If a person pressed the button, the researchers considered the subjects as less able to control their actions. These “false alarms” were so much more common in the people who wore alcohol masks, that researchers believed the scent was changing their behaviors and making them do things they wouldn’t normally do i.e. increasing their impulsiveness.

The Dangers Of Alcohol Nostalgia

Many of you may be thinking that this discovery has little importance in your life or in your recovery. That’s not the case: understanding how scent affects your behavior is crucial to beating your addiction. Just think of the last time you sat down with a drink and remember the way the smell of it affected your body.

Did you suddenly flashback to a fun party where you last had this drink? Or did you remember drinking at your wedding after dancing with your wife? These triggered memories are considered “nostalgia,” which is a positive remembrance of the past, even if the event itself was not positive.

So you might not remember the fistfight that occurred at that wild party or how angry your wife was at you after your reception. Instead, you remember just the positive aspects of drinking; and didn’t you have so much fun the last time you got drunk? Why not do it again by chugging the drink in front of you and drinking more? This unfortunate reaction is possible, even if you smell somebody else’s drink.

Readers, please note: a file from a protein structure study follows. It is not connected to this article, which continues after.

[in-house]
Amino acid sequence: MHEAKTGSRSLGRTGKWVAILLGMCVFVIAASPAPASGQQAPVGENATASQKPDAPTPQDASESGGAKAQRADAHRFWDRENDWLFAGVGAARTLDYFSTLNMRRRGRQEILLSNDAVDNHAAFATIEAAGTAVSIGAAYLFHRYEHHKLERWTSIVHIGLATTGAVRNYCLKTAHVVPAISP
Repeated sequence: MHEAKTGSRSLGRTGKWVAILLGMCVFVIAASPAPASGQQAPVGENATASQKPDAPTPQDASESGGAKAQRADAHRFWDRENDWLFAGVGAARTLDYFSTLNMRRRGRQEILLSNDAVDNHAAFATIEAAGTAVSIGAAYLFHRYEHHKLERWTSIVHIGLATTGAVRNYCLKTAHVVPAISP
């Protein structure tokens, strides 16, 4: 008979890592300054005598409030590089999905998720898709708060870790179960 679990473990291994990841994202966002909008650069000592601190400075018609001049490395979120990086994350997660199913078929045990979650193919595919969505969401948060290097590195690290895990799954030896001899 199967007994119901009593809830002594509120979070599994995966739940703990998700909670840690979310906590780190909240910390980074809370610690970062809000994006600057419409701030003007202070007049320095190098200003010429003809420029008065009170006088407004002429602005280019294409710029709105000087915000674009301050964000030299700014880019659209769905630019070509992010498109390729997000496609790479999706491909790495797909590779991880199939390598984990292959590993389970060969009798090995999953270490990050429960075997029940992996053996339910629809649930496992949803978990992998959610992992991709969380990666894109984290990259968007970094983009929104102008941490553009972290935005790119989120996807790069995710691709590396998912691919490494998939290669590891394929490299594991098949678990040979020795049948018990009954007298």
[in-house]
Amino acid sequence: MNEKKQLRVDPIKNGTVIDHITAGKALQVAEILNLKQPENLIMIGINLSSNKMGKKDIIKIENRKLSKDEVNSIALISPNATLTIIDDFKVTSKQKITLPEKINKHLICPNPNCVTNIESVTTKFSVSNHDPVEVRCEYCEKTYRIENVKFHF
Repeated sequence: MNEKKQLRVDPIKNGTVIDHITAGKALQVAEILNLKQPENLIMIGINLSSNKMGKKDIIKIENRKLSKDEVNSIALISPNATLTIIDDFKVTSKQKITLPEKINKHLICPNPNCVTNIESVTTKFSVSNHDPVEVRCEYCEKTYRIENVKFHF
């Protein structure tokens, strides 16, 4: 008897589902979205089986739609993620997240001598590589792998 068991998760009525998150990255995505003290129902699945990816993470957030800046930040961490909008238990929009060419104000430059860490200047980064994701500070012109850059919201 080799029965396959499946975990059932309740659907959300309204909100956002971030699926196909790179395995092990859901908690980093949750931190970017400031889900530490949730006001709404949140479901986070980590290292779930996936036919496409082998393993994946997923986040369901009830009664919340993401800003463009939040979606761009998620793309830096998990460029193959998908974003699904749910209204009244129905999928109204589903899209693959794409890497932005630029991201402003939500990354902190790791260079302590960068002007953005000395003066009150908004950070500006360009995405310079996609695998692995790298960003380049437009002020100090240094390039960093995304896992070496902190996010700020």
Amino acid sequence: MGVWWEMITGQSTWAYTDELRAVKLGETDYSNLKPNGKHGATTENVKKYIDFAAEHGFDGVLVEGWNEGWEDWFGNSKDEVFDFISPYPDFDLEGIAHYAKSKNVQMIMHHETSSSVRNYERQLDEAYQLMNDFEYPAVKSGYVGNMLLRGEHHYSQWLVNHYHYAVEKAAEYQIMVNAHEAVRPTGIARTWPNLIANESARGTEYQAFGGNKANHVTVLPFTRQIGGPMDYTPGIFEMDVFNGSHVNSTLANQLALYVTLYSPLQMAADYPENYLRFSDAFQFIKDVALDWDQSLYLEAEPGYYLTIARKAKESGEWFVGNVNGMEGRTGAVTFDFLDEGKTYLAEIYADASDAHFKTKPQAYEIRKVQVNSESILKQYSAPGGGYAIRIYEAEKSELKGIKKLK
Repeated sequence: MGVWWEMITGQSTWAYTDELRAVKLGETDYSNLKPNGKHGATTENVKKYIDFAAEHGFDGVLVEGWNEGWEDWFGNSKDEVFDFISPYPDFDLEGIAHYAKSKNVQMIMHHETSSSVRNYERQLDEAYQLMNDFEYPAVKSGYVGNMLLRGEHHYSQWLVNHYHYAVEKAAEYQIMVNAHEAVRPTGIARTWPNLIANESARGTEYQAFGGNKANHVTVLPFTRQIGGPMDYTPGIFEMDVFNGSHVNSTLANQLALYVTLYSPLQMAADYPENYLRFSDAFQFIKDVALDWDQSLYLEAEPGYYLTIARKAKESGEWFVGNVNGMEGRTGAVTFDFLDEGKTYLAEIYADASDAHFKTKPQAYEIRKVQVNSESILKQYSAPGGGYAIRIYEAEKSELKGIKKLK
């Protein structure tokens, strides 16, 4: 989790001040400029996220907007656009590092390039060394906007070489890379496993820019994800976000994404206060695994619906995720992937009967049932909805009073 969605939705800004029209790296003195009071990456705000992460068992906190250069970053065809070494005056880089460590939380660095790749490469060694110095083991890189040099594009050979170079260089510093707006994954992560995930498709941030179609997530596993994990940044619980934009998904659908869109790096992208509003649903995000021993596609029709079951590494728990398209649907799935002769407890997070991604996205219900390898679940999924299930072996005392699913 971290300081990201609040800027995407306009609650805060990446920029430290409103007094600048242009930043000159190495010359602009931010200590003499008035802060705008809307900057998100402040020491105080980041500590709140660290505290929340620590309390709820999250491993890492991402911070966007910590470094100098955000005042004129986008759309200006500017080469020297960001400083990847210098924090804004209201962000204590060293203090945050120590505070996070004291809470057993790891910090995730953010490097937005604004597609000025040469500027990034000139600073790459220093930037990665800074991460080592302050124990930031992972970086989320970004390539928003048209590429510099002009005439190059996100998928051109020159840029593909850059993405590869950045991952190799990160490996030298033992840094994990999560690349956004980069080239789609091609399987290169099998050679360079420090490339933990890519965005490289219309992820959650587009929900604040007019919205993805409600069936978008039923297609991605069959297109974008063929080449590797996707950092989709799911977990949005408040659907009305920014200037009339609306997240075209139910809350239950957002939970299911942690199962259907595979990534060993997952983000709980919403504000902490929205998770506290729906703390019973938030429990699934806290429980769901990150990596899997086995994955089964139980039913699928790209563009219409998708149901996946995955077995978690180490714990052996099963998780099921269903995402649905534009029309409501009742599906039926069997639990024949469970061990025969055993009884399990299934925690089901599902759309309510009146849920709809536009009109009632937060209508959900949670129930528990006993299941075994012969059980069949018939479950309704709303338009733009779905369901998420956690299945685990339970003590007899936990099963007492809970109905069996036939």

Don’t take this behavior as a sign of weakness or lack of control. We all fight against nostalgic impulses like this on a daily basis and sometimes we give in to them. For example, we might try to reconnect or re-date an ex or visit our hometown thinking that everything will be hunky dory. But they won’t be.

Yes, there may be some positives, but when the negatives come back, they’ll hit us hard. Alcohol nostalgia works in the same way and is a terrible thing for a person who is recovering to experience. Smelling a beer and getting nostalgic about it may trigger a relapse that could lead to hospitalization after a bender, or even death, if the drinking is severe enough.

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How You Can Avoid This Problem

Clearly, it’s necessary for you to avoid the scent of alcohol as much as possible. This may be a trickier problem than you realize, as there are people around you who are going to regularly be drinking alcohol.

Beyond avoiding businesses that serve liquor and alcoholic parties, there are a variety of things you can do to avoid smelling alcohol:

  • Opening windows during parties to keep the room well-ventilated
  • Masking the scent of alcohol with deodorizers
  • Never using rubbing alcohol or hand sanitizers
  • Asking friends and family to drink alcohol away from you
  • Cleaning the empty liquor bottles of friends and family after use
  • Storing those empties outside of the house

While simply avoiding alcohol is your best way to never smell it, there are times when that’s not possible. That’s why it’s so crucial to follow the party and family-based tips. While you should definitely try to encourage family members to limit their alcohol intake, don’t ask them to change their behavior unless you believe their drinking is a problem for them as well as you.